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  1. Michael E. Lopez says:

    Why not honors courses for all?
    Why not AP/IB for all?

    It’s the same reason, in the end: some students can’t hack it.

    A school should track their subjects to the limits of their budget and logistics. Limitless budget = 1:1 student:teacher ratio, right? And the ratio grows as the budget shrinks. The school in question has hit their limit — two tracks per subject (for most subjects) — and has decided, probably because the standards are externally enforced and the CI gives incentive now, to keep AP/IB.

    OK, so you’ll have AP/IB and a bottom track.

    Here’s the secret: it doesn’t matter what they call the bottom track — it’s going to be defined by the students in the end. The teachers can aim where they want, but pressure from parents and the administration about grades is going to decide where they direct the level of difficulty at the end of the day.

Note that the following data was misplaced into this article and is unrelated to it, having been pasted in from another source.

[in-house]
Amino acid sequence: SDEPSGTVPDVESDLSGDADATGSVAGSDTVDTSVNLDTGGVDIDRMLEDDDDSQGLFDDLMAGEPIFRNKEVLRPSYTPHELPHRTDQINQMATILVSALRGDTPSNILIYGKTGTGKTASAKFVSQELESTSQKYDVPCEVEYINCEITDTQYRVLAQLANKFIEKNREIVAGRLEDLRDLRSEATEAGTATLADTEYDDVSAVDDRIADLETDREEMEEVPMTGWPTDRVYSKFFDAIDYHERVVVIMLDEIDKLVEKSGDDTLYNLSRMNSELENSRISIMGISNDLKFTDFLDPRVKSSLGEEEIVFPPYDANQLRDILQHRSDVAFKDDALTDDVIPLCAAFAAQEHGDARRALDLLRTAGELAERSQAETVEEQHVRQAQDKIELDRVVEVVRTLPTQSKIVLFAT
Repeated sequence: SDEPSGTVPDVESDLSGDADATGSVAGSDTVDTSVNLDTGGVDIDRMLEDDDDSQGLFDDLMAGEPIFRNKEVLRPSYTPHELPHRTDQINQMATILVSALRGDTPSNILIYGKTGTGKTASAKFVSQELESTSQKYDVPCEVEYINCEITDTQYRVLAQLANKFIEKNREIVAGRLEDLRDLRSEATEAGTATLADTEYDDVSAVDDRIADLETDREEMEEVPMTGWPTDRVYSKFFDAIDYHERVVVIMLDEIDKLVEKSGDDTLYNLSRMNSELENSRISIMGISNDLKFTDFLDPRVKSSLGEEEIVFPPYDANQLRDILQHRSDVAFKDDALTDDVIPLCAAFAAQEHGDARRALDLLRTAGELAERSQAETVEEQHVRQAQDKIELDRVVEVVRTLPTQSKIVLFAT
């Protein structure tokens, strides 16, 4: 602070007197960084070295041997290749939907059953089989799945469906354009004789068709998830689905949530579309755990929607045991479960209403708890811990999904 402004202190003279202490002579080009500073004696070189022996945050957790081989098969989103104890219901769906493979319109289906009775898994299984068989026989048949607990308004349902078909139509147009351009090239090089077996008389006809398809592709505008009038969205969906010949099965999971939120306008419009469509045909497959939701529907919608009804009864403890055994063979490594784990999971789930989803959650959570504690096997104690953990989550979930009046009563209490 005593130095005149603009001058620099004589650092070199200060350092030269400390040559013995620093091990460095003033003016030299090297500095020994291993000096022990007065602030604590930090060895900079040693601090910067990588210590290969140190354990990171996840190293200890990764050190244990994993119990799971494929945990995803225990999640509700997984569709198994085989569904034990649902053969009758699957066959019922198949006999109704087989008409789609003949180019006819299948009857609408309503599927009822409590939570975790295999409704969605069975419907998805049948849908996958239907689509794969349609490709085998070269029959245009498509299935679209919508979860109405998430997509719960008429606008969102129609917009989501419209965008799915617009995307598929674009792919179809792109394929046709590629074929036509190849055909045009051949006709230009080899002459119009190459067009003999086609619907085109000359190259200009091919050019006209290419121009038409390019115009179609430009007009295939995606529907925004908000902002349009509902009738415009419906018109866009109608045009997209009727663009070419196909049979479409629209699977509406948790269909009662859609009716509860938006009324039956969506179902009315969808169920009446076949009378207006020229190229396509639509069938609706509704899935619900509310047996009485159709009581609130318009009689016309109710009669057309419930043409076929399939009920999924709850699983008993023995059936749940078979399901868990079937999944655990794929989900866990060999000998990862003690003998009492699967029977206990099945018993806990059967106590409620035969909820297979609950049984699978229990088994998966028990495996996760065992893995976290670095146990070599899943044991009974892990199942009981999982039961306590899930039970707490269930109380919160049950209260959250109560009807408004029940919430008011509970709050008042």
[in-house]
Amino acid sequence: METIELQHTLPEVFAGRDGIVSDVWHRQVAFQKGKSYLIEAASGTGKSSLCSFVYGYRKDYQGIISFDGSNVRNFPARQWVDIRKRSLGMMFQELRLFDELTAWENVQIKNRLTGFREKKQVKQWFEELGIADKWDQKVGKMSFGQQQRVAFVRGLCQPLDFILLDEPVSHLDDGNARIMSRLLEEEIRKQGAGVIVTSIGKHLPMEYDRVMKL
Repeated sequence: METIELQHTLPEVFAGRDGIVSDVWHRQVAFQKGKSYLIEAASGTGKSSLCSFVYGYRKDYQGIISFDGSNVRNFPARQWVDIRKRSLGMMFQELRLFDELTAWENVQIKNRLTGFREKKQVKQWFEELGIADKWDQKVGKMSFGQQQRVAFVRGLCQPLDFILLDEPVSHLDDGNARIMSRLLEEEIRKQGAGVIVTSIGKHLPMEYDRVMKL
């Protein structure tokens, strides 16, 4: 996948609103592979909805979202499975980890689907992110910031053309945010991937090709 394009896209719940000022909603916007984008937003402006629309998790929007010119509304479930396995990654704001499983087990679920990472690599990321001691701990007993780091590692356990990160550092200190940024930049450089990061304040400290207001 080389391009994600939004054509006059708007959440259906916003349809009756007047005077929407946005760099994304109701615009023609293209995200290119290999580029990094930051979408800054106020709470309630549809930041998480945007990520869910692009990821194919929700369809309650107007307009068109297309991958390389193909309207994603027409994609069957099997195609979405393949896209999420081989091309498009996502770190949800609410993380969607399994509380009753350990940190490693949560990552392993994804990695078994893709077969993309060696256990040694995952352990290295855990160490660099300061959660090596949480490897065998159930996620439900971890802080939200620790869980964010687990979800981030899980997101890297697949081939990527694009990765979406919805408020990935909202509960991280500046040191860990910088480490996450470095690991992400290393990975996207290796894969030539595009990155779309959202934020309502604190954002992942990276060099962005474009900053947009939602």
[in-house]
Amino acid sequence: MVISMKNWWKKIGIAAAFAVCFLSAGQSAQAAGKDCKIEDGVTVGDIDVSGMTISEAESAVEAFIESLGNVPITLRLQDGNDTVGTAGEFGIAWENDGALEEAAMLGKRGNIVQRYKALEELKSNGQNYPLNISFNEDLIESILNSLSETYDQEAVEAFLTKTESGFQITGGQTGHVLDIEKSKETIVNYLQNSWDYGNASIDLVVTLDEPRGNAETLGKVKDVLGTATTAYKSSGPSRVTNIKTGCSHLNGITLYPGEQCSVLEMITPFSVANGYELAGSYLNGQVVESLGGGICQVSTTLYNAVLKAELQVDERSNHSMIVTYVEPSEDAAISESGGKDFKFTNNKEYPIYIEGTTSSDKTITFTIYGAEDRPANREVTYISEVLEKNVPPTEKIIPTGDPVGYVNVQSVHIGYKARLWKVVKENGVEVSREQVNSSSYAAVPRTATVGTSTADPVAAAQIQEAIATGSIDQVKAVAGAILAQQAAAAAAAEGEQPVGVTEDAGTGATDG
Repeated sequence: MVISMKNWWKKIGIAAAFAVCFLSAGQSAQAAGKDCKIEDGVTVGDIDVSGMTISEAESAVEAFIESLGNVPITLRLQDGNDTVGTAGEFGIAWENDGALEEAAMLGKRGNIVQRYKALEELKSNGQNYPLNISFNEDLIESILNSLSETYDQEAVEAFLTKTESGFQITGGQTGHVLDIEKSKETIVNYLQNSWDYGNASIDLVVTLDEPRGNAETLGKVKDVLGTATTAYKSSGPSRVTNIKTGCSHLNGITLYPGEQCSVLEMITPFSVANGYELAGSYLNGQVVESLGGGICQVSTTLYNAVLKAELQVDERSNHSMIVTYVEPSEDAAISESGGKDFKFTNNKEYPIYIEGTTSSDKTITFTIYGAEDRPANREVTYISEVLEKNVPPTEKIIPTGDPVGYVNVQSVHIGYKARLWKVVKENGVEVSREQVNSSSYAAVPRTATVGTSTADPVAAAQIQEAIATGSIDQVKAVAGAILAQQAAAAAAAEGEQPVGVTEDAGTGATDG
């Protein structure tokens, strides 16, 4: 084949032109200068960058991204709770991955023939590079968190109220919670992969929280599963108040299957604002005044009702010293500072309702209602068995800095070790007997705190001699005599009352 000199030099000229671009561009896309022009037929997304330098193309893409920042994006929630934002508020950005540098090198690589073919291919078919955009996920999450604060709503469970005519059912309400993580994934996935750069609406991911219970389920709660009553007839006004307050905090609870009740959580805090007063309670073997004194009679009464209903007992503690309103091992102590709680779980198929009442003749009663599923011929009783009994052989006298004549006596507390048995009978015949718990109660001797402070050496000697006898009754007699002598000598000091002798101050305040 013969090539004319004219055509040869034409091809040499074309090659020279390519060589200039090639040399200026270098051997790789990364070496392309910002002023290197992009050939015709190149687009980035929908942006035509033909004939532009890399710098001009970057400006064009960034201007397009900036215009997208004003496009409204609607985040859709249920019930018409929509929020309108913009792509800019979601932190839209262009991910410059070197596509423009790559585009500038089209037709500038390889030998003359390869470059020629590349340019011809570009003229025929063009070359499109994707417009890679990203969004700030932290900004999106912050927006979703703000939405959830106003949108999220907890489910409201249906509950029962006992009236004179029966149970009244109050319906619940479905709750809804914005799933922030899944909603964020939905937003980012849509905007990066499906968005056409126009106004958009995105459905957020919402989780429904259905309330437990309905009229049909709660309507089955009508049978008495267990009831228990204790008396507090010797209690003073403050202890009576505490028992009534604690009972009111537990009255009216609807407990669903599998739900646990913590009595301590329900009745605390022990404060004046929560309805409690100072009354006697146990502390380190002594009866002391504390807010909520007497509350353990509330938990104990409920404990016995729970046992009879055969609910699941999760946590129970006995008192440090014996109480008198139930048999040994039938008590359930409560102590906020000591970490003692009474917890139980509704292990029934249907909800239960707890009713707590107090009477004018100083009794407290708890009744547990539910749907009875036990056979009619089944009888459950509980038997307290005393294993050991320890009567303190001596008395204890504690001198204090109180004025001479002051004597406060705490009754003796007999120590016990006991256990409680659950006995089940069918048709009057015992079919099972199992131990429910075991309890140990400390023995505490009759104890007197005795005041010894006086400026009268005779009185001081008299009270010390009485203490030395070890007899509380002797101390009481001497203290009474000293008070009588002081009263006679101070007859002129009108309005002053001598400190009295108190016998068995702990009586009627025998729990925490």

2. Why support the proposition that all students are going to college? Perhaps if we offered more General ed classes (my district insists that the lowest level be college prep) we could graduate more than 60% of our incoming Freshmen.

  3. Roger Sweeny says:

    Jay Mathews has it 180 degrees backwards. When students are put into classes that they don’t have the motivation, preparation, or native smarts for, they get resentful and, yes, bored because they aren’t really following. Many then get lousy grades or fail–if standards are strictly adhered to.

    The results are almost always bad.

    On the Gates thread a few days ago a number of commenters complained that Gates was pushing ideas that hadn’t been proven. That is, of course, true and he has dropped at least one idea because he found out it didn’t work (small schools).

    However, unproven ideas that don’t work are hardly unique to him. This is yet another one.

    And, yes, Esformes is an exceptional teacher.